Video game shooting is different from real shooting.
|Battle Rifle, my Halo weapon of choice (source)|
|As a female Halo player myself, I think these Lady Spartans are awesome! (source)|
Personally, I like shooter video games. I'm playing Halo 4 like the rest of the world right now and I played the heck out of Mass Effect earlier in the year. I have also shot real guns.
And guess what? shooting real guns is just not really my thing. I find it a little bit scary and not that fun or exciting. The idea of going to a shooting range and shooting guns at paper targets for an hour sounds really boring to me. Shooting skeet or something moving, like an animal, also sounds pretty boring.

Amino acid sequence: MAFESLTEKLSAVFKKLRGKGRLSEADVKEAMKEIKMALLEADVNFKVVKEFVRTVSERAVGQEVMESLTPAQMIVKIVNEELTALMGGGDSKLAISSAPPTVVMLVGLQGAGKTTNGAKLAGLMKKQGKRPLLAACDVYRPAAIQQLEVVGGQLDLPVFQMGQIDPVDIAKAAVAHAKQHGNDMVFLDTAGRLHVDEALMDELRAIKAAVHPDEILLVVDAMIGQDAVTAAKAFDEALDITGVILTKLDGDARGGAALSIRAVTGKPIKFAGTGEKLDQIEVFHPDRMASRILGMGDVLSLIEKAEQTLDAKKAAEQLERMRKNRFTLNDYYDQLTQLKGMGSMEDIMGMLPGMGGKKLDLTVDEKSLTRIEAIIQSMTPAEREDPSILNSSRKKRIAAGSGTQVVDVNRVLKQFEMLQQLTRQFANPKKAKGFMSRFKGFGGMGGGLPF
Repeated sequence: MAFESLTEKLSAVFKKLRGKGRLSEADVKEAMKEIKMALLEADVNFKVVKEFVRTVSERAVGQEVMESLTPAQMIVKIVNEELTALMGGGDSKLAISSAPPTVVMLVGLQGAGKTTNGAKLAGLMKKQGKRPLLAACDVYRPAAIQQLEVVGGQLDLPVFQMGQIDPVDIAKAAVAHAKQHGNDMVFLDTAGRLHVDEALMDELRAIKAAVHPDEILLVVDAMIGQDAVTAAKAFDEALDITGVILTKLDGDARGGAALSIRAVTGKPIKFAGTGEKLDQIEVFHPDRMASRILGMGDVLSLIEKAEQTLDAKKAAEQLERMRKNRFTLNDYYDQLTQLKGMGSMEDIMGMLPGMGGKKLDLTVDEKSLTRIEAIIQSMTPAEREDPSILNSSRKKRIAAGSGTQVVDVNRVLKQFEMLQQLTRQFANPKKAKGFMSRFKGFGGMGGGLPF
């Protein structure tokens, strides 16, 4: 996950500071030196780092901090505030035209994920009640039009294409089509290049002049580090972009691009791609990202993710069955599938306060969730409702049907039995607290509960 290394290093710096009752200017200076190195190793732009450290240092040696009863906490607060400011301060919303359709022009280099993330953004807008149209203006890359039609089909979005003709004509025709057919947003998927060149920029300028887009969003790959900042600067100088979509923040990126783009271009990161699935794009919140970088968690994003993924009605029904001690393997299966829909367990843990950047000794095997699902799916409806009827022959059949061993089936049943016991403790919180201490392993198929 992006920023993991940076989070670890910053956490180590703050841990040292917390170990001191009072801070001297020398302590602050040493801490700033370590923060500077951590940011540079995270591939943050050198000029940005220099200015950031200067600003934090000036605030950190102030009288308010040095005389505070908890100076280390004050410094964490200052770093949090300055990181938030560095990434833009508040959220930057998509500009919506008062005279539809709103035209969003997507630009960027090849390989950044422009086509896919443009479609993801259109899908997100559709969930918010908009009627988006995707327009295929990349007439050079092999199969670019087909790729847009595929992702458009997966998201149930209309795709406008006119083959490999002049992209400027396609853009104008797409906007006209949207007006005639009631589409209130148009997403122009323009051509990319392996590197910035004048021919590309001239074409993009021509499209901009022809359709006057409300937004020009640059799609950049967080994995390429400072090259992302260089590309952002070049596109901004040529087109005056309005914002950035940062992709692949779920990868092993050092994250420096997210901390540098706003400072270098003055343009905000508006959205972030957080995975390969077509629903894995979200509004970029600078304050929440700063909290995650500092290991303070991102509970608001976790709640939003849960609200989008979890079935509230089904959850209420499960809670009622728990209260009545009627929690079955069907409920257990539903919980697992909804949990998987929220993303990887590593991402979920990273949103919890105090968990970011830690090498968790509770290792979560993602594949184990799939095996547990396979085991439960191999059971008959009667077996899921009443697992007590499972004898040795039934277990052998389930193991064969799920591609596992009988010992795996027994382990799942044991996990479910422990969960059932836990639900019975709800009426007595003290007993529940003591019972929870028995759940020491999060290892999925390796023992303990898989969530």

I am skeptical about the idea that the dopamine released during shooting video games transfers to more enjoyment while shooting real guns. I am willing to change my mind upon seeing some data, but having seen nothing to support this direct transfer, I don't think it exists.
This post is written in response to "Addicted to the Bang: The neuroscience of the gun." by Steve Kotler and Jim Olds. (They don't actually claim that dopamine release during video game shooting directly causes addiction to real shooting, but I think that someone might get that idea from the article.)